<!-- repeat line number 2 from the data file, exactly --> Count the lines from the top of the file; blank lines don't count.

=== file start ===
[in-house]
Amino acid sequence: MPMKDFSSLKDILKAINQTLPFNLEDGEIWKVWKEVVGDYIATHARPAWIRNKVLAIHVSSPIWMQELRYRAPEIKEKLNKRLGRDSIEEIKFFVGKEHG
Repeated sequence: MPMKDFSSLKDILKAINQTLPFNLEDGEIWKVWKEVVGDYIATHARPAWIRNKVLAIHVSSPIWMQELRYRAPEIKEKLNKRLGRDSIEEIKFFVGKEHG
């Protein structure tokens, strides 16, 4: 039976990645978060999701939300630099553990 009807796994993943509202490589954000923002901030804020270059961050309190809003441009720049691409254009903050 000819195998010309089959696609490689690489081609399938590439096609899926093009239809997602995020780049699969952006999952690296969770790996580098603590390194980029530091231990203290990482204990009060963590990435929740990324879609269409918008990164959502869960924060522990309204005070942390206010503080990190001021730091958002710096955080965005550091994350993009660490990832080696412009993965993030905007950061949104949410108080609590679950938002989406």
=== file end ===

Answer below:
Amino acid sequence: MPMKDFSSLKDILKAINQTLPFNLEDGEIWKVWKEVVGDYIATHARPAWIRNKVLAIHVSSPIWMQELRYRAPEIKEKLNKRLGRDSIEEIKFFVGKEHG